Caesar’s Dinar by Titian Vecellio

Caesars Dinar by Titian Vecellio

“Caesar’s Dinar” – an early work of Titian, performed around 1516 for the Duke of Alphonse I of Ferrara. Giorgio Vasari speaks of the painting: “There, on the door of the cupboard, Titian wrote a wonderful and magnificent breast picture of Christ to whom the evil Jew shows the imperial coin.” This is the head, together with the other pictures executed in that room, by our best artists as the most excellent and best-suited of all that Titian ever wrote. “

In the well-shaped forms of the heads, Titian’s closeness to the type that his teacher Giovanni Bellini wrote

is still felt. In the picture everything is subordinated to concentration, tension of form, the whole story about the Pharisee, which provoked Christ to the question, then brought to him, reduced Titian to the opposition of two heads and two hands, two characters who have nothing in common.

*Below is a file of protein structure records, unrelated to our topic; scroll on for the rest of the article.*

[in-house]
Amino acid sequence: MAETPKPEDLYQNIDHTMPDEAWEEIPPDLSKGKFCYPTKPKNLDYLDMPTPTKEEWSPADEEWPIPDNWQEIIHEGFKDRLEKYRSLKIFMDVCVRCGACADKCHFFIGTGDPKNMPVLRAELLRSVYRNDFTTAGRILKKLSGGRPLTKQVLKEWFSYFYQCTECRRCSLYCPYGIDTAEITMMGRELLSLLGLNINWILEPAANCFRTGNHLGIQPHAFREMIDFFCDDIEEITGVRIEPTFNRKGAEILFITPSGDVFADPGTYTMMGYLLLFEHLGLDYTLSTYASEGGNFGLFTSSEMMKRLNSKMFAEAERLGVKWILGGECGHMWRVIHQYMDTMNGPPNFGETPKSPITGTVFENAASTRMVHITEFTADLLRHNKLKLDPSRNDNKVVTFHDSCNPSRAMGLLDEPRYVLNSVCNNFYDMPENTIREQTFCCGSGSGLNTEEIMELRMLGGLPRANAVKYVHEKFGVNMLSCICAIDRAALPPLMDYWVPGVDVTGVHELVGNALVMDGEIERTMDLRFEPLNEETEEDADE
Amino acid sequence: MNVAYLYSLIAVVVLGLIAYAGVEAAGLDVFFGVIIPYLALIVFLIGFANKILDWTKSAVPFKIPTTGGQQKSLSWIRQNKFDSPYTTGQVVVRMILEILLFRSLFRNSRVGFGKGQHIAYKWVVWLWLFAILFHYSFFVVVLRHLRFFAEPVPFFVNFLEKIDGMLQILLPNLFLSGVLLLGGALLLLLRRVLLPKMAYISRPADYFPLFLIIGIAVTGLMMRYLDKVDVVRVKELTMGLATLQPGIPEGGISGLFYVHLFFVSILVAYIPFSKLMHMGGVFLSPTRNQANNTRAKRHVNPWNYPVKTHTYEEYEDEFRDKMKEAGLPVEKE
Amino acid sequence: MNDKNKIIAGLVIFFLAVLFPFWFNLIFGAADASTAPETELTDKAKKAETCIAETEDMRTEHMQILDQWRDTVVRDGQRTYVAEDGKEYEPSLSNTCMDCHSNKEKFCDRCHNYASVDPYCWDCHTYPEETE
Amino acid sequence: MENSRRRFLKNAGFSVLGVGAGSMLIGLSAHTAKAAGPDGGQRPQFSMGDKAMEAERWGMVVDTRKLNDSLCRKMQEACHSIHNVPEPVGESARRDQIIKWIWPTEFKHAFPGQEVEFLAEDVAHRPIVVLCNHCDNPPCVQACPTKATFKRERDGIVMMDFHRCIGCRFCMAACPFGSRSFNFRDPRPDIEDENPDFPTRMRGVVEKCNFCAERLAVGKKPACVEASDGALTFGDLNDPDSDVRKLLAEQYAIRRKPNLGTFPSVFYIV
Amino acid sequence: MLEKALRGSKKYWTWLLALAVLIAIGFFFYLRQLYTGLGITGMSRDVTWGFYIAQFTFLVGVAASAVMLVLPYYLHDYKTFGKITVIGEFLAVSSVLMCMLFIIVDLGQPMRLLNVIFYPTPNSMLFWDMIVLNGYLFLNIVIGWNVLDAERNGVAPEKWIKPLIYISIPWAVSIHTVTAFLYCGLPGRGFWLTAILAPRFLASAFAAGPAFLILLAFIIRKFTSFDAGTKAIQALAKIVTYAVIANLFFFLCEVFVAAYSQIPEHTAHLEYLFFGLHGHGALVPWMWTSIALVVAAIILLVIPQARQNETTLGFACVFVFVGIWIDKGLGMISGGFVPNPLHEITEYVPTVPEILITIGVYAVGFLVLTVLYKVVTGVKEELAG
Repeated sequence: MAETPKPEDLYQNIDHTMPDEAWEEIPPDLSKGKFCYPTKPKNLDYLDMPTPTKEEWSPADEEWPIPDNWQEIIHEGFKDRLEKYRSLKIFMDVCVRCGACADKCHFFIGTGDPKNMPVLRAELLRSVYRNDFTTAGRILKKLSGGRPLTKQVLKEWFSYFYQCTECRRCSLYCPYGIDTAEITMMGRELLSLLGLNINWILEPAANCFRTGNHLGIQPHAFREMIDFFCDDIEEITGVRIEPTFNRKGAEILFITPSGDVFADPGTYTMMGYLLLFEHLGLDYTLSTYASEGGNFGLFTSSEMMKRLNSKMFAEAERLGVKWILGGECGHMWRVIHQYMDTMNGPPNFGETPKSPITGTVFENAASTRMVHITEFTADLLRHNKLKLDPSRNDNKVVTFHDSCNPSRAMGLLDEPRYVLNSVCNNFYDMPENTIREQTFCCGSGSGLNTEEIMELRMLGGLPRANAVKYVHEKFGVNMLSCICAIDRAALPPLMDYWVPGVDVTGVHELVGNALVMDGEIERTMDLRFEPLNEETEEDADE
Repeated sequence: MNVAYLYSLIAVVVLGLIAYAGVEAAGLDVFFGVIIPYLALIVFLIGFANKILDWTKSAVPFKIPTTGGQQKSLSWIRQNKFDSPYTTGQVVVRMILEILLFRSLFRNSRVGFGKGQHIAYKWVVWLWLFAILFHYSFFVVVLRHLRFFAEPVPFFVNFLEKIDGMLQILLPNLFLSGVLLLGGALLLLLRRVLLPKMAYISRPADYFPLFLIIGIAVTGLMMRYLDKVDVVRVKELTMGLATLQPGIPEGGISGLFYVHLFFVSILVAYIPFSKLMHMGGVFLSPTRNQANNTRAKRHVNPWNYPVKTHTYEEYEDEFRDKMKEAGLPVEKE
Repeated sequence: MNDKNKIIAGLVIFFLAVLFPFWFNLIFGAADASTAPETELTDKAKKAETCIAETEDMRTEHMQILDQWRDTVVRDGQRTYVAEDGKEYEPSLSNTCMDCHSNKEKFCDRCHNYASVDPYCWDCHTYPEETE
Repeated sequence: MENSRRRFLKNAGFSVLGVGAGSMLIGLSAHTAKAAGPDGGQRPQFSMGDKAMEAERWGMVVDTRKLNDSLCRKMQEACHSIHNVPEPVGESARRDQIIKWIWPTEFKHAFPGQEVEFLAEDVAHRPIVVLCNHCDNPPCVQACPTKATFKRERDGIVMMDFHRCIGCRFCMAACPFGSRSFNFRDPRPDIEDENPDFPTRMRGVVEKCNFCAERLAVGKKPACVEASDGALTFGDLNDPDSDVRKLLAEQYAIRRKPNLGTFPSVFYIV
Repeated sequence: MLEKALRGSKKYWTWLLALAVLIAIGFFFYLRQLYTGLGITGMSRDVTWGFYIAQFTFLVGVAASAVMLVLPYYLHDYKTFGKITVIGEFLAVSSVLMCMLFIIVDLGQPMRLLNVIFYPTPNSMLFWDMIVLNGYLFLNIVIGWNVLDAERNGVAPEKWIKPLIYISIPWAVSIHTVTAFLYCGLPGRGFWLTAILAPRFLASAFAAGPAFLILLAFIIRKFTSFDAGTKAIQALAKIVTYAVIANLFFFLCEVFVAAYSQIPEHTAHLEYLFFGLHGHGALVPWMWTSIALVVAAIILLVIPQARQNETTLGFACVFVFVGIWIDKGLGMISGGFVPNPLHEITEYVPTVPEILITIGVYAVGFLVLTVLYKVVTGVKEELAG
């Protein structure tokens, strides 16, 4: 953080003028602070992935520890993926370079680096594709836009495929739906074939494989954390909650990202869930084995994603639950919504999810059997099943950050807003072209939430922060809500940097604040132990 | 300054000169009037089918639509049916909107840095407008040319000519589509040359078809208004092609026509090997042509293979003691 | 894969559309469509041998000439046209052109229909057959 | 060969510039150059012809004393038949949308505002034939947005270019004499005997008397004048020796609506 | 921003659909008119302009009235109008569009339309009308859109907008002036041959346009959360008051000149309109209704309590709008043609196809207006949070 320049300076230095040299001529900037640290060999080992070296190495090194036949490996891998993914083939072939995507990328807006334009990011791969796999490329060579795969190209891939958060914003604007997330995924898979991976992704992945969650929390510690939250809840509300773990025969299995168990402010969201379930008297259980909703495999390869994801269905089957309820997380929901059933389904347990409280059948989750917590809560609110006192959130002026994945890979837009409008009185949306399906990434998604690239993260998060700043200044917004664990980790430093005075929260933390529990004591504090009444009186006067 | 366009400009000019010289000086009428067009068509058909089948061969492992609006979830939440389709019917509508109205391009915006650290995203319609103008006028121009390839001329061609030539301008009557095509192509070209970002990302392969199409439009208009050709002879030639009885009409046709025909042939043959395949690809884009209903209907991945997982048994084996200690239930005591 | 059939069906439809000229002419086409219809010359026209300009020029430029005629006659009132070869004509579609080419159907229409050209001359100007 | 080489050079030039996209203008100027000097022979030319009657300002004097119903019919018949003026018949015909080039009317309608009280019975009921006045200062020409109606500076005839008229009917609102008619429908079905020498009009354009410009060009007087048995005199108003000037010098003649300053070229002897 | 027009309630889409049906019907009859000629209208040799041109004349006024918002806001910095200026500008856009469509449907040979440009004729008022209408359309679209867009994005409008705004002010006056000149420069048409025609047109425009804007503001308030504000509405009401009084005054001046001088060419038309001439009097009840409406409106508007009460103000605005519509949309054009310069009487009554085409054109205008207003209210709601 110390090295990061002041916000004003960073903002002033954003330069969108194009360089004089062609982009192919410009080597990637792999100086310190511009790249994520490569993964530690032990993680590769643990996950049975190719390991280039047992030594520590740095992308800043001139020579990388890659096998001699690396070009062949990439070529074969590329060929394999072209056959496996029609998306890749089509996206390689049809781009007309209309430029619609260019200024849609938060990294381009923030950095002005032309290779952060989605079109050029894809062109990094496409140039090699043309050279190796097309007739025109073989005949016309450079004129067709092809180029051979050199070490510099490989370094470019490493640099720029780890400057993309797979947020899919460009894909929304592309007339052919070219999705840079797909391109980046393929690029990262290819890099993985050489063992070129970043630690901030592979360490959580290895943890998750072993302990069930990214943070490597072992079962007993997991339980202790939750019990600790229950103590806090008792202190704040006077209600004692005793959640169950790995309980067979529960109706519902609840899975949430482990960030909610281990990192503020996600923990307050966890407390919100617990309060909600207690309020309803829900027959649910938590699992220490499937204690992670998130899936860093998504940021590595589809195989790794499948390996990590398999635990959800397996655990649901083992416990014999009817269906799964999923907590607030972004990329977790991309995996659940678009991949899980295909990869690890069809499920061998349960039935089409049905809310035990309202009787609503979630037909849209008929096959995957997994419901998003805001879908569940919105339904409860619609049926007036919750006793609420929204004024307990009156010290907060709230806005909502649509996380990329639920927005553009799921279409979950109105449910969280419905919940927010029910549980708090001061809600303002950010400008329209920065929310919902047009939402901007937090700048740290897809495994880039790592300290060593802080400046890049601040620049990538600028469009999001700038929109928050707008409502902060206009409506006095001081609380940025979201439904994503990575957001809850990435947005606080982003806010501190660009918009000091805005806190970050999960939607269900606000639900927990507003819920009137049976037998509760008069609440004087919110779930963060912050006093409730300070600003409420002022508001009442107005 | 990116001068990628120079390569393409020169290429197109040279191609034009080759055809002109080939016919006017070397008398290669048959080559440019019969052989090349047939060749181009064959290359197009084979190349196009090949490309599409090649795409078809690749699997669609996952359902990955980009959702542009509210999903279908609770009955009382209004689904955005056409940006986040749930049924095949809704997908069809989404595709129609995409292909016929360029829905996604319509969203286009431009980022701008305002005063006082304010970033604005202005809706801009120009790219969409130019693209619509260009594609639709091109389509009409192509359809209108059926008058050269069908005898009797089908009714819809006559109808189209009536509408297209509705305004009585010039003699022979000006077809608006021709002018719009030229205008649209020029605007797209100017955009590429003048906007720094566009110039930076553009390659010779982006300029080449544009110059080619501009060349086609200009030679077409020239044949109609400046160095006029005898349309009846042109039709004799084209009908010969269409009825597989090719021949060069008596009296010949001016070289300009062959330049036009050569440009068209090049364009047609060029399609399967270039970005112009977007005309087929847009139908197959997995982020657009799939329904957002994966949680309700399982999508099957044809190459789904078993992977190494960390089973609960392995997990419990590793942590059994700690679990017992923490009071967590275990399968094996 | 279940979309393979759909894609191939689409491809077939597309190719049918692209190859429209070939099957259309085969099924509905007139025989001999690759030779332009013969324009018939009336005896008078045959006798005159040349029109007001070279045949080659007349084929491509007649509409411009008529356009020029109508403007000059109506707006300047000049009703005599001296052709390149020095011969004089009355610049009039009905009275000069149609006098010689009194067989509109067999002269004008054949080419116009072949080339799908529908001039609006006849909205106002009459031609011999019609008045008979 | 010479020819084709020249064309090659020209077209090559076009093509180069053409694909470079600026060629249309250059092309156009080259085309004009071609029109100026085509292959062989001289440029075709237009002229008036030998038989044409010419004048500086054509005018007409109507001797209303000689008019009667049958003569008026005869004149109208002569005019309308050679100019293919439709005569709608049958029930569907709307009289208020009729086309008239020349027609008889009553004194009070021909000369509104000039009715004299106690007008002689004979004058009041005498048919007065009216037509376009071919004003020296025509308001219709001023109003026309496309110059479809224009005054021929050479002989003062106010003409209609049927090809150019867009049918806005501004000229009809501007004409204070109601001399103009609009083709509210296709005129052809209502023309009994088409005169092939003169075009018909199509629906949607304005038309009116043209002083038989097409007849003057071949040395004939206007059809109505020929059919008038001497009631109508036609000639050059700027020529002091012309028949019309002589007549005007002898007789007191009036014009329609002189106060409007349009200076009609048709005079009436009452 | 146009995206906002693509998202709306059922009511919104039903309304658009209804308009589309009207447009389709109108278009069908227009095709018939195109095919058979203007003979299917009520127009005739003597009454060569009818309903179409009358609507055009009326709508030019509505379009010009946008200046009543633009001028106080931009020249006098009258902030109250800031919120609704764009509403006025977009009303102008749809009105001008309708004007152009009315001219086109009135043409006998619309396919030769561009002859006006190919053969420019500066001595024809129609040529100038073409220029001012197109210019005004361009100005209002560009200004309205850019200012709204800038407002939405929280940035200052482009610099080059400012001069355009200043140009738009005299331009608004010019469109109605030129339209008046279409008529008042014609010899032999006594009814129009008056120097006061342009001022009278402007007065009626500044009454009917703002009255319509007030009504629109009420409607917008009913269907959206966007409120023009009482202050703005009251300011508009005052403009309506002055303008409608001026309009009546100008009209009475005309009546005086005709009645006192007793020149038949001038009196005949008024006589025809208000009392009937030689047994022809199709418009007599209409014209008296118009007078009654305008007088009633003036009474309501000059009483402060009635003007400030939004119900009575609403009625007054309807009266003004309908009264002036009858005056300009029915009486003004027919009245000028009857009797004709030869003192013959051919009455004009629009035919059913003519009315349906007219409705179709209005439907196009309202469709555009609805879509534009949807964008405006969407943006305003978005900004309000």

To the question of the Pharisee, whether it is right that the emperor is paid taxes or not, Christ asked to show the coin and, pointing to the chased portrait of the emperor and the inscription on it said: “Give Caesar the right to Caesar’s, and God to the god.”

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